Middleton, James

Battle:Battle of Dunbar in Dunbar, East Lothian, Scotland
Ship/Arrival:Unity, Dec 1650
Prisoner and List:James Middleton, #55 on George S. Stewart’s Captured at Dunbar list
Name Variations:Middleton, Medellton
Residences:Dover/Oyster River and Great Island, New Hampshire; Kennebec, Maine
Other SPOW Associations:
Every attempt has been made to ensure accuracy; please independently verify all data.

Published: 23 Aug 2016
Updated: 04 Mar 2020
Researchers: Dr. Andrew Millard, Teresa Rust, B. Craig Stinson
Editor: Teresa Rust

According to, Christopher Gerrard, Pam Graves, Andrew Millard, Richard Annis, and Anwen Caffell, Lost Lives, New Voices: Unlocking the Stories of the Scottish Soldiers at the Battle of Dunbar 1650, (England: Oxbow Books, 2018), on page 251, James is categorized as:

Probable [that he is a Dunbar prisoner transported on the Unity]

Appears: 1658. D.aft.1683. Probably one of Valentine Hill’s seven Scots. [Exiles; BCS; SPOWS; Ch.7 & 8]

For explanations of the category, abbreviations and references see List of Dunbar prisoners from Lost Lives, New Voices.

First Generation in the New World

1. JAMES PATTERSON, was born presumably in Scotland and died after 1676.

Vital Records from The NEHGS Register. Online database. AmericanAncestors.org. New England Historic Genealogical Society, 2014. (Compiled from articles originally published in The New England Historical and Genealogical Register.)

Scots at Oyster River
James Middleton by B. Craig Stinson
15 August 2016

James Middleton was a single man who probably worked originally for Valentine Hill. In his early life he was in court for frequenting taverns and also for quarreling and fighting. The fight that got him into court was with two Englishmen and with Scot William Gowen. Middleton may have worked in the home of the local medical doctor, David Ludecas Edling. When Dr. Ludecas died in 1660 followed by Mrs. Edling in 1664, James Middleton was assigned to administer their estate. Later he sold land to the same William Gowen he had fought with in earlier years.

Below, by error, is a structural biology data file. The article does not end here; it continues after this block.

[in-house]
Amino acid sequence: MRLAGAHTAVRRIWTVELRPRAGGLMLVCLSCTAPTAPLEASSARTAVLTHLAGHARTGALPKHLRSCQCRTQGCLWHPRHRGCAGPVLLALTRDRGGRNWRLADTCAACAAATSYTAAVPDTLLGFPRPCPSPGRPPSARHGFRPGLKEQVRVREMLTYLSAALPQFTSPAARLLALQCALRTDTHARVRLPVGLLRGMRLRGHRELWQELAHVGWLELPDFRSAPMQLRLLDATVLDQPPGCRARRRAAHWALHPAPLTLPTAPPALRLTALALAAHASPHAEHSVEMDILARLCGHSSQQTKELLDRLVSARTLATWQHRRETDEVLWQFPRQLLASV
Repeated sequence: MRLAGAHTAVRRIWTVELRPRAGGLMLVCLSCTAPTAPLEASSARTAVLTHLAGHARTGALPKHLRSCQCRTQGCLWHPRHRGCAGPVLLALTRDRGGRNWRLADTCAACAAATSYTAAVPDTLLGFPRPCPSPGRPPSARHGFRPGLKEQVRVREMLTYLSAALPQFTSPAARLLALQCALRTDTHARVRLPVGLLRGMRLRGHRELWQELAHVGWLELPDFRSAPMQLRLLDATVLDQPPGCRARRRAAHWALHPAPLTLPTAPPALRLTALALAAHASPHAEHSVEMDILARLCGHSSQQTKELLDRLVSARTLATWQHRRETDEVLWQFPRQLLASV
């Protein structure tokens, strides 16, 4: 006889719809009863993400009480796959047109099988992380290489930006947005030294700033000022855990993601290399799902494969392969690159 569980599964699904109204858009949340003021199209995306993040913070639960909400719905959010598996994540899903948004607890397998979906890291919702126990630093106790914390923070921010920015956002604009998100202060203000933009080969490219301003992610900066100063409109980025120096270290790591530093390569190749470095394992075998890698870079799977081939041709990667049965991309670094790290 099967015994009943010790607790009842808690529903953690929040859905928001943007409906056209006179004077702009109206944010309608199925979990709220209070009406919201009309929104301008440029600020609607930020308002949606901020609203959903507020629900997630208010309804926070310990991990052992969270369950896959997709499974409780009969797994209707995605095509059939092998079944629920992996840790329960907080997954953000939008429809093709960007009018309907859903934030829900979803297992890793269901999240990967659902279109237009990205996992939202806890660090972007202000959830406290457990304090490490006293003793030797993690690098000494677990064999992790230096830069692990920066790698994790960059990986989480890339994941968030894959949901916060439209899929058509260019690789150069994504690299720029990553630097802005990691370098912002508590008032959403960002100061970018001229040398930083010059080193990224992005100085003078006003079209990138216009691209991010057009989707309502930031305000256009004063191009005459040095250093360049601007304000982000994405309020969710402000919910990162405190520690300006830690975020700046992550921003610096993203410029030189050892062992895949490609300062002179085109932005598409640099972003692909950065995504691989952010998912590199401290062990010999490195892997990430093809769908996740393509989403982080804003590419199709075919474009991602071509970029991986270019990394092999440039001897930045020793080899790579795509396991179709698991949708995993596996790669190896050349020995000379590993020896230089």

14 Feb 1658 – admitted as inhabitant of Dover [GDMNH 478]
3 June 1659 – convicted of frequenting taverns and for quarrelling and fighting.
Fined £20, Valentine Hill was surety on his bond for good behavior. That same time, Philip Chesley, Thomas Footman, and William Smith (Gowan) were convicted of quarrelling with Middleton and were fined; George Vezie was convicted of being more than half an hour in the tavern.

Middleton, James 2

New Hampshire Court Records, 1659
26 October 1660 – on jury of inquest in the death of Thomas Canyda who was killed when a tree fell on him.
May have worked in home of Dr. David Ludecas Edling at Dover
1660 – administered estate of Ludecas Edling
1664 – administered estate of Mrs. Edling [HTDNH 82-83] [GDMNH 447]
16 Sep 1676 – was a resident of Great Island
1676 – sold land at Small Point on the Kennebec to William Gowen. [GDMNH 280 and HTDNH 83]
No known family [GDMNH 478]

HTDNH History of the Town of Durham, New Hampshire, vol. 1, Everett S. Stackpole and Lucien Thompson, 1913, pp. 82-83.

GDMNH Genealogical Dictionary of Maine and New Hampshire, Noyes, Libby, and Davis, Portland, Maine: The Southworth-Anthoensen Press, 1928-1939, pp. 280, 447, 478.

New Hampshire Court Records 1640-1692, vol. 40, Ed. Otis G. Hammond, The State of New Hampshire, 1943, pp. 139, 199, 469

B. Craig Stinson
August 15, 2016